The pessimist sees difficulty in every opportunity. The optimist sees the opportunity in every difficulty.
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Re: Current & Future Escorts - General Discussion

Postby NickC » 06 Feb 2019, 10:46

Norewegian Navy removing Sting Ray LWTs from Helge Ingstad, before raising ship, thought safer to detonated LWTs as had been in water than refurbish.
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Re: Current & Future Escorts - General Discussion

Postby Poiuytrewq » 06 Feb 2019, 10:51

NickC wrote:Norewegian Navy removing Sting Ray LWTs from Helge Ingstad, before raising ship, thought safer to detonated LWTs as had been in water than refurbish.
That is quite an image :thumbup:
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Re: Current & Future Escorts - General Discussion

Postby ArmChairCivvy » 06 Feb 2019, 11:28

Yes, and a pity they were not heavy torps.

A camouflages berth https://i.imgur.com/C82V741.jpg could have been created for the same bother ;) .

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Re: Current & Future Escorts - General Discussion

Postby donald_of_tokyo » 06 Feb 2019, 12:50

shark bait wrote:
SW1 wrote:The U.S. Navy’s Sea Hunter unmanned surface vessel has become the first ship of any description to ever sail from San Diego, California to Pearl Harbor, Hawaii and back without the need of a crew for navigation and steering.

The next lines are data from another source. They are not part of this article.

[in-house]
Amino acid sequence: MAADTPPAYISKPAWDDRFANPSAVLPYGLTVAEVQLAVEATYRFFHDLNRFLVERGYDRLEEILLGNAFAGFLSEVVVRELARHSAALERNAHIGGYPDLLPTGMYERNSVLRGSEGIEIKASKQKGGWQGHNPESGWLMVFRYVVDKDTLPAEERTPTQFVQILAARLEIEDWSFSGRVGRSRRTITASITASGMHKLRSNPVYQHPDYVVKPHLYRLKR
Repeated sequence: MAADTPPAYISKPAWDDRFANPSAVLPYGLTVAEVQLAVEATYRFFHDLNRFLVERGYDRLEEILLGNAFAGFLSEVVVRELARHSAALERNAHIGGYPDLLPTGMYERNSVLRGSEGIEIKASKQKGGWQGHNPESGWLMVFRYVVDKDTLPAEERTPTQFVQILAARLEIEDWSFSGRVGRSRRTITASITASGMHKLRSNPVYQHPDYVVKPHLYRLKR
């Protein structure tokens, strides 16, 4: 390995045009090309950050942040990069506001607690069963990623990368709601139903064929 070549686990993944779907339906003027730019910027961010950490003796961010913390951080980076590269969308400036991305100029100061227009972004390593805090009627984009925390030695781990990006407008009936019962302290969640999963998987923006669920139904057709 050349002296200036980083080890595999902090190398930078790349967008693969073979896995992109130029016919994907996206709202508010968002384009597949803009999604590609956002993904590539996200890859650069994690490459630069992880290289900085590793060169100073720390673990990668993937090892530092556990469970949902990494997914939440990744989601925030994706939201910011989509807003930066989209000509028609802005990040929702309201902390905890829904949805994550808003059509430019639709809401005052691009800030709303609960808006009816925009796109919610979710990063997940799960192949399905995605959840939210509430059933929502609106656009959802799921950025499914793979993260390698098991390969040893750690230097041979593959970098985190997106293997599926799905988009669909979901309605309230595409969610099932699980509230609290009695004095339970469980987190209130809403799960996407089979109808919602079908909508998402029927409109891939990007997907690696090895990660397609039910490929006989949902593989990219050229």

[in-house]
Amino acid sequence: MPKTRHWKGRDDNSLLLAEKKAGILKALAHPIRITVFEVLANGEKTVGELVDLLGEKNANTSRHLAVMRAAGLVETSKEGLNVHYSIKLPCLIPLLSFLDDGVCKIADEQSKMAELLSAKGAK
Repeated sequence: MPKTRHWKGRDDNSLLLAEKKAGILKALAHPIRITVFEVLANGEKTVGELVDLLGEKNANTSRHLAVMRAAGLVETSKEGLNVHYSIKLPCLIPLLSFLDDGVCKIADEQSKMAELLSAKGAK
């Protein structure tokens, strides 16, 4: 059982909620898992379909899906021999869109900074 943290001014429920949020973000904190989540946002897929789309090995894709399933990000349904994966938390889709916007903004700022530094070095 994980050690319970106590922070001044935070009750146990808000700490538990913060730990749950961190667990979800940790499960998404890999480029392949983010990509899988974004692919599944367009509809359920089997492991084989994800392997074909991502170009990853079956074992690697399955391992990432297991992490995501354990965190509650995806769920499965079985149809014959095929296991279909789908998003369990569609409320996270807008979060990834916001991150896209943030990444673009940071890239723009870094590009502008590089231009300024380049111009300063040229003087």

It's quite an achievement and it begs the question, would something similar be useful to the UK in the North Atlantic?
Sure!
But, this trial is for steaming autonomously, not necessarily related to ASW.

I think ASW drones are evolving in two ways:
- ship carried drones, ~12m length.
- self deploy drones, ~40m length.
Both will be restricted in its sea keeping, needing good way to properly station their VDS/TASS. And I think they will grow. They will rapidly become expensive kits in near future, may be even replacing (at least part of) Merlin fleet or a few escorts (in its costs). Nonetheless, they will be very important assets.

Let's see how they evolve.

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Re: Current & Future Escorts - General Discussion

Postby ArmChairCivvy » 06 Feb 2019, 13:25

SW1 wrote:The U.S. Navy’s Sea Hunter unmanned surface vessel
is a bespoke development to extend the areas covered in/ duration of ASW effort.